Today’s photos come from Israel and the camera of Scott Goeppner, a postdoctoral researcher at the Blaustein Institutes for Desert Research (BIDR), Mitrani Department of Desert Ecology. His narrative and captions are indented, and you can enlarge his photos by clicking on them.
Here are some pictures from around the town of Midreshet Ben-Gurion, which is located in the Negev desert of southern Israel:
First, a Nubian Ibex (Capra nubiana), which are common in the town. This one was taken by the cliffs on the southern edge of the town. Ibex are excellent climbers and they like to hang out on the cliffs which provide safety from predators.
Next, the gravesite of David Ben-Gurion, the first prime minister of Israel and the namesake of Ben-Gurion University. Ben-Gurion led efforts to settle the Negev desert, and moved to Sde Boker, just north of Midreshet Ben-Gurion, after his retirement. He is buried with his wife Paula at the edge of a cliff overlooking the Zin valley.
Behind Ben-Gurion’s grave is a lush park, where the ibex also like to spend time. Here are some more ibex in the park:
Next, a panorama of the desert:
Next, some invertebrates from the area, including:
A Mediterranean red bug (Scantius aegyptius):
A harvestman (Order Opiliones, species unknown):
A cool beetle (Sepidium tricuspidatum):
A terrestrial snail (I’m not sure of the species). The Negev desert does not get much rain, but it does get a fair amount of dew. The dew is enough to support the growth of lichen and algae which the snails pop out and eat during the rainy season:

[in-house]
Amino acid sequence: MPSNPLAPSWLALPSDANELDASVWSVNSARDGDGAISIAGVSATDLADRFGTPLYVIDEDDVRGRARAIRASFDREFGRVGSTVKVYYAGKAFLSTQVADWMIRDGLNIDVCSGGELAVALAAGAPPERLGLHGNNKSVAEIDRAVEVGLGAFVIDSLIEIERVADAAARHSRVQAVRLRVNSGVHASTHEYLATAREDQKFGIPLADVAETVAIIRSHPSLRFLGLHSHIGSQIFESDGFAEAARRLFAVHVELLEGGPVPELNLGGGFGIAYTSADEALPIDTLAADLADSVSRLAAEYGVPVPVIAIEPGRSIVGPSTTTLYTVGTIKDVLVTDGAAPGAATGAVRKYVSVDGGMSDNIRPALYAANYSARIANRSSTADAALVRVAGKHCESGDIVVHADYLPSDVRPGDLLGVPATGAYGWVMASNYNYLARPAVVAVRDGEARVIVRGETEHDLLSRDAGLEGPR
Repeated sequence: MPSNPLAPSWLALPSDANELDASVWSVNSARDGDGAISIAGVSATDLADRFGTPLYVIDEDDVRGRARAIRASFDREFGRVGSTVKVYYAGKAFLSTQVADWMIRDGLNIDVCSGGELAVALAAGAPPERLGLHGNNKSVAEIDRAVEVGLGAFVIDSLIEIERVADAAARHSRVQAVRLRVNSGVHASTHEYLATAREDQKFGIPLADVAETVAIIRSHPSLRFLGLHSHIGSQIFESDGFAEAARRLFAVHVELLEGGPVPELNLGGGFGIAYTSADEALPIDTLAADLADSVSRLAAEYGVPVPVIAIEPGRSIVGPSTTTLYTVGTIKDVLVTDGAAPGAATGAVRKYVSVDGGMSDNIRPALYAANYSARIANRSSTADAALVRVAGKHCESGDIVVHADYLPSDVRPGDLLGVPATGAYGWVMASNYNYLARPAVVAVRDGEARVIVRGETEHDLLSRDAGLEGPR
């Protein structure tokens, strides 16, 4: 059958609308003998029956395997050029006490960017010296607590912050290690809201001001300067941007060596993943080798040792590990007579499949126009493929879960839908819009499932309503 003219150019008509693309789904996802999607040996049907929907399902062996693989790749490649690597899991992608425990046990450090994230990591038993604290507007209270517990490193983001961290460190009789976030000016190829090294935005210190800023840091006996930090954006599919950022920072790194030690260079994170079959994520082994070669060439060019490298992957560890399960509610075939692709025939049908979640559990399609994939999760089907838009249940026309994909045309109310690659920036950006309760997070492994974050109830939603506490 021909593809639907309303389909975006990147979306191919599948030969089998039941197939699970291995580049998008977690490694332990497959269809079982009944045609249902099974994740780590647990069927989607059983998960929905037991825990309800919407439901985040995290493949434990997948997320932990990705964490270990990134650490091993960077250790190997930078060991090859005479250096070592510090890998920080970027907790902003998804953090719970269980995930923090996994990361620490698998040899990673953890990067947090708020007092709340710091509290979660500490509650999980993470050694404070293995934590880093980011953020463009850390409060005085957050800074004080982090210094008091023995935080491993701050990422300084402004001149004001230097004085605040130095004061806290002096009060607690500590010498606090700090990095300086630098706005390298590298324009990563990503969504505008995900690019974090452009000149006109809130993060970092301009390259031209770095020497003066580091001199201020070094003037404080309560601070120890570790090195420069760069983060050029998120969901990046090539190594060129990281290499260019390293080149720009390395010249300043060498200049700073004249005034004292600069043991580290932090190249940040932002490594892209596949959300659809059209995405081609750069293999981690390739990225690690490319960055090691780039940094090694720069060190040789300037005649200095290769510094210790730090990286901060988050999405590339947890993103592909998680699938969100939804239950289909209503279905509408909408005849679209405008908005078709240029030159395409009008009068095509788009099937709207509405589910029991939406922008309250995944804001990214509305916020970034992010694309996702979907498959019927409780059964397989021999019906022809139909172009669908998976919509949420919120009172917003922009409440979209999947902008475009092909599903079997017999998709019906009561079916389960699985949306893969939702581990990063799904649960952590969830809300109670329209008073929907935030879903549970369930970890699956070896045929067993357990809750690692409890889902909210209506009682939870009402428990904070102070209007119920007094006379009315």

And a scorpion (Buthus israelis). Probably would not be pleasant to be stung by this!:
Next, some photos from Ein Avdat, an oasis with permanent spring fed pools about 2.5 miles from town.
The waterfall in Ein Avdat:
An Atlantic Terebinth tree (Pistacia atlantica):
On December 25th and 26th, there was an intense rainstorm over the desert that temporarily refilled many of the dry riverbeds near the town. Here is a photo of one of the waterfalls that formed as a result:
9 thoughts on “Readers’ wildlife photos”
Are the ibex native, or were they reintroduced?
Wonderful pictures, I’d love to visit that part of Israel.
Very spare landscape—and beautiful!
Beautiful photos! I thought for a moment that “Cool beetle” was the common name of the Sepidium tricuspidatum, but I am a bit literal-minded.
Thanks for the desert pix, Midreshet.
All of these entries are lovely. The Ibex made me wonder what it eats in such a harsh environment. What an environment in which biological evolution has worked its formidable powers.
I don’t think we’ve had a RWP from Israel. These were a real treat. Stark beauty. Those Ibex horns are magnificent.
The theme from “Exodus” was playing in my head while I viewed these!
Wow, those ibex!!! Thank you for these beautiful pictures.